Written by Sean McPheat |
28 October, 2008
How to Close the Sale: Asking for the Order
Ok, so you’ve done a great sales presentation, hooked up the perfect proposal and now you’ve got to ask for the order.
Now depending on what you sell and your sales model, your methodology for asking for the order will be very different.
And in many cases, using an “assumptive” close, such as an “alternate of choice,” is the ticket. Most sales models use some sort of an assumptive close, especially in telephone sales and some retail sales interactions.
However, in other scenarios, an assumptive close is the worst thing you can do. In certain sales models, assuming the prospect is “with you” and has agreed to the offer, will not only lose the sale but probably insult the prospect and get you thrown out!
So, in those situations, just what do you say to ask, “Do we have a deal?”
And of course you don’t what to ask, “Do we have a deal?” Here are a couple of closing questions, not to be used verbatim, but to help you see the thinking process behind them.
First, it is usually best to quickly summarize the offer just before the closing question. State the overall costs to the customer and then the value and return to the customer; first in immediate benefits and then the long term.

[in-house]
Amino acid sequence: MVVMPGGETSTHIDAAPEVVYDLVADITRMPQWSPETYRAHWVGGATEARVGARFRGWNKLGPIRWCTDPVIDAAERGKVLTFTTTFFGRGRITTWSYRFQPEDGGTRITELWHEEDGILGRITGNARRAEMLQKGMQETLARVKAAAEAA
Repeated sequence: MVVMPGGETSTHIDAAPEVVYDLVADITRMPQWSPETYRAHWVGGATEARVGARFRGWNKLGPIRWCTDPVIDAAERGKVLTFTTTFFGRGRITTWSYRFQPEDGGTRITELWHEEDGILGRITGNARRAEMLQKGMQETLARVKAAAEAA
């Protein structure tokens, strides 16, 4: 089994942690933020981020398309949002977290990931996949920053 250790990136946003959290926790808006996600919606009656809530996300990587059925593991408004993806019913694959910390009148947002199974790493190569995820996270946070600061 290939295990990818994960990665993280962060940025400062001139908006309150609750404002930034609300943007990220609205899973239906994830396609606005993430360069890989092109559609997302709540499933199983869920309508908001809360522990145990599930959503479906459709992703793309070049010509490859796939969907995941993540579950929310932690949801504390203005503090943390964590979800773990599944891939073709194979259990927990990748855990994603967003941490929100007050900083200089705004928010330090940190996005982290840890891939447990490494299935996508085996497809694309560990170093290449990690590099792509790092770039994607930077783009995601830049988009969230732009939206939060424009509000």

“So, Mrs. Prospect, the whole proposal comes to £87,000, and that’s it. Once again we will pick up the shipping on this. And that is for the full enterprise-wide version of the temperature control software along with all 62 new thermostats to cover your entire warehouse. This will give you even and consistent heating and cooling right now and a huge savings over the long term”
This does not and should not be a long drawn out ordeal as you would have already gone over all of the details before this point. Just summarize the transaction.
Then use something like one of these:
“Does that make sense?” I like this closing question, as it does not make too much of an assumption. However, as long as you have done anything close to a good sales interaction and proposal, it should be almost impossible for the prospect to answer anything but, ‘yes’ to this question.
“This will give you even and consistent heating and cooling right now and a huge savings over the long term. Does that make sense, Susan?”
Of course, at this point the prospect will not tell you if they are ready to do business or not, but it is a good start to the close.
“Does this fit?” “Does this look like a good fit for your organisation, Steve?” This question also does not assume too much, but gets the ball rolling in the right direction.
“So what do you say?” Depending on what you sell and your relationship with the prospective customer, it is often best to just come right out and ask something like, “What do you say?” or “How do you feel?” However, try to avoid, “What do you THINK?” Remember, buying decisions are made more on emotion than logic.
“How do you feel?” is more appropriate than what do you think.
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